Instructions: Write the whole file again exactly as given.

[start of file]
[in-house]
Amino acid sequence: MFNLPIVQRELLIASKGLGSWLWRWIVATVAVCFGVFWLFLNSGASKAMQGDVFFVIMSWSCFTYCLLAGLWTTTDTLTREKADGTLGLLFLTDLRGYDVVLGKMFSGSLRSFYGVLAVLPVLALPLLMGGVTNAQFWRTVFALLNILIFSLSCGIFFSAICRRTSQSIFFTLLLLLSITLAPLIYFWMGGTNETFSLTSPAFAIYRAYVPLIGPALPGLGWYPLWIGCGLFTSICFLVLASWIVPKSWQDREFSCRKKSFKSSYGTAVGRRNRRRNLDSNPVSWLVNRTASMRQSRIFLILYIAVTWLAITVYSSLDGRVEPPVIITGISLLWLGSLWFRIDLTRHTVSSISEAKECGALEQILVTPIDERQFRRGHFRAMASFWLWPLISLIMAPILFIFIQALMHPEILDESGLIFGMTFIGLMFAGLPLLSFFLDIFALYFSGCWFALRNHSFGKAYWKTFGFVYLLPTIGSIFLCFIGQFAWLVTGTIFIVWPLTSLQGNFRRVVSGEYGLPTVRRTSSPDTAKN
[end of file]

[in-house]
Amino acid sequence: MFNLPIVQRELLIASKGLGSWLWRWIVATVAVCFGVFWLFLNSGASKAMQGDVFFVIMSWSCFTYCLLAGLWTTTDTLTREKADGTLGLLFLTDLRGYDVVLGKMFSGSLRSFYGVLAVLPVLALPLLMGGVTNAQFWRTVFALLNILIFSLSCGIFFSAICRRTSQSIFFTLLLLLSITLAPLIYFWMGGTNETFSLTSPAFAIYRAYVPLIGPALPGLGWYPLWIGCGLFTSICFLVLASWIVPKSWQDREFSCRKKSFKSSYGTAVGRRNRRRNLDSNPVSWLVNRTASMRQSRIFLILYIAVTWLAITVYSSLDGRVEPPVIITGISLLWLGSLWFRIDLTRHTVSSISEAKECGALEQILVTPIDERQFRRGHFRAMASFWLWPLISLIMAPILFIFIQALMHPEILDESGLIFGMTFIGLMFAGLPLLSFFLDIFALYFSGCWFALRNHSFGKAYWKTFGFVYLLPTIGSIFLCFIGQFAWLVTGTIFIVWPLTSLQGNFRRVVSGEYGLPTVRRTSSPDTAKN